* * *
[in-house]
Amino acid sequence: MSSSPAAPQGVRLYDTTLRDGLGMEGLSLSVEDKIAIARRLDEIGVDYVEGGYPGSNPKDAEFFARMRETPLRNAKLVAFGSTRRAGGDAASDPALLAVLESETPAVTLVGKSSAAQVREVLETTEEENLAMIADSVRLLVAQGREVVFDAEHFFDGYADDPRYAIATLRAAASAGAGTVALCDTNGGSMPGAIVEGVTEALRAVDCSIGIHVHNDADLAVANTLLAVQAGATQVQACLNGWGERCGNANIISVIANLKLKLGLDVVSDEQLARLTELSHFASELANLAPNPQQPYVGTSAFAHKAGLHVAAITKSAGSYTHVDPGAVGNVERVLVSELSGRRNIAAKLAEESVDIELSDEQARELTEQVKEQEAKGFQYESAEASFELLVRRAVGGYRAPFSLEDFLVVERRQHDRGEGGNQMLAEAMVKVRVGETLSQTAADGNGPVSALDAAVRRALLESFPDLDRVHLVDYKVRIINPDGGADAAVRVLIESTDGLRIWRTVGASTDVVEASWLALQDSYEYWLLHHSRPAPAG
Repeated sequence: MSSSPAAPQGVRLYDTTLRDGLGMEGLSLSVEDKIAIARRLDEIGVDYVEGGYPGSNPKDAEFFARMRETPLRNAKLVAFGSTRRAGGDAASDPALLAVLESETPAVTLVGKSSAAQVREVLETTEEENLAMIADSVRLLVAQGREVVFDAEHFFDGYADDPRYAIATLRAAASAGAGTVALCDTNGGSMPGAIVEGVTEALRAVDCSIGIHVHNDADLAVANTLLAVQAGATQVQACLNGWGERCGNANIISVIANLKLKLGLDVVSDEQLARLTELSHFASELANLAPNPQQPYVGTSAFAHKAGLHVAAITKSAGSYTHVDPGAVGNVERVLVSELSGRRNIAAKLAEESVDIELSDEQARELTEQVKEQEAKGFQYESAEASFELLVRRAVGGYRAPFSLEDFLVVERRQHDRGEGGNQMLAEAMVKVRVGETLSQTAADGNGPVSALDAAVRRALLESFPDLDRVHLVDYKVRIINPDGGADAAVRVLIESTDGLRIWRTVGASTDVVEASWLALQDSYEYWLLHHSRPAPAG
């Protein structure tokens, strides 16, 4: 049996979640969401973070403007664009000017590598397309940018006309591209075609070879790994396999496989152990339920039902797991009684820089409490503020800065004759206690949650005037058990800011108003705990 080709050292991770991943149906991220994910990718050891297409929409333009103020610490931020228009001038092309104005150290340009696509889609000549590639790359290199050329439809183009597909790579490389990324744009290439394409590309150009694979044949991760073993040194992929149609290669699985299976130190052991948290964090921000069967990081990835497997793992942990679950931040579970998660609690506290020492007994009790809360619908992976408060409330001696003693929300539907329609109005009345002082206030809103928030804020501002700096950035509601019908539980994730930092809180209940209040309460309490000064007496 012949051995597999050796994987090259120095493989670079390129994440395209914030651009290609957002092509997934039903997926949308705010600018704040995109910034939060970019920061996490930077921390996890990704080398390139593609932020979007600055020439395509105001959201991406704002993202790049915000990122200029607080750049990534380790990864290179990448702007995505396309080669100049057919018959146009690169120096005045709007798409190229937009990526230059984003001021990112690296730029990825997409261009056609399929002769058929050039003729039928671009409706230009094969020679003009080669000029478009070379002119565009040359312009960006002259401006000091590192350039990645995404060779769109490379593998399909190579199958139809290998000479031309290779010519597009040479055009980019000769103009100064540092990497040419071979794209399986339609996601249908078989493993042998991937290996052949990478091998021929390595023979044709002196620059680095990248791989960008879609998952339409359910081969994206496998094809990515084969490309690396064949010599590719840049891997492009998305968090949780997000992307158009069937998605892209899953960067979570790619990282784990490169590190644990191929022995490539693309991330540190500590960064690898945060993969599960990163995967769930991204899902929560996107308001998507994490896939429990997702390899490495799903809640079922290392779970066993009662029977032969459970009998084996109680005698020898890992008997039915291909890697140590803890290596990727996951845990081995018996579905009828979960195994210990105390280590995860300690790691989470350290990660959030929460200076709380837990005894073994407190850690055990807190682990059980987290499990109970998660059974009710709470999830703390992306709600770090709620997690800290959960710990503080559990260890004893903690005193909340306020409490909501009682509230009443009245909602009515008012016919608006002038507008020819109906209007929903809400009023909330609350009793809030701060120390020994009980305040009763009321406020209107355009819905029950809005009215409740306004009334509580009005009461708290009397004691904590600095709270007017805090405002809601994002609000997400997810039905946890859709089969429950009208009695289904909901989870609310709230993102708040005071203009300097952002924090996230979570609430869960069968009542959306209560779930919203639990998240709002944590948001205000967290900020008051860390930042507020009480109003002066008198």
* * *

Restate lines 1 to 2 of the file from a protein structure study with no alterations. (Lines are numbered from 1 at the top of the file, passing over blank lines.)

[in-house]
Amino acid sequence: MSSSPAAPQGVRLYDTTLRDGLGMEGLSLSVEDKIAIARRLDEIGVDYVEGGYPGSNPKDAEFFARMRETPLRNAKLVAFGSTRRAGGDAASDPALLAVLESETPAVTLVGKSSAAQVREVLETTEEENLAMIADSVRLLVAQGREVVFDAEHFFDGYADDPRYAIATLRAAASAGAGTVALCDTNGGSMPGAIVEGVTEALRAVDCSIGIHVHNDADLAVANTLLAVQAGATQVQACLNGWGERCGNANIISVIANLKLKLGLDVVSDEQLARLTELSHFASELANLAPNPQQPYVGTSAFAHKAGLHVAAITKSAGSYTHVDPGAVGNVERVLVSELSGRRNIAAKLAEESVDIELSDEQARELTEQVKEQEAKGFQYESAEASFELLVRRAVGGYRAPFSLEDFLVVERRQHDRGEGGNQMLAEAMVKVRVGETLSQTAADGNGPVSALDAAVRRALLESFPDLDRVHLVDYKVRIINPDGGADAAVRVLIESTDGLRIWRTVGASTDVVEASWLALQDSYEYWLLHHSRPAPAG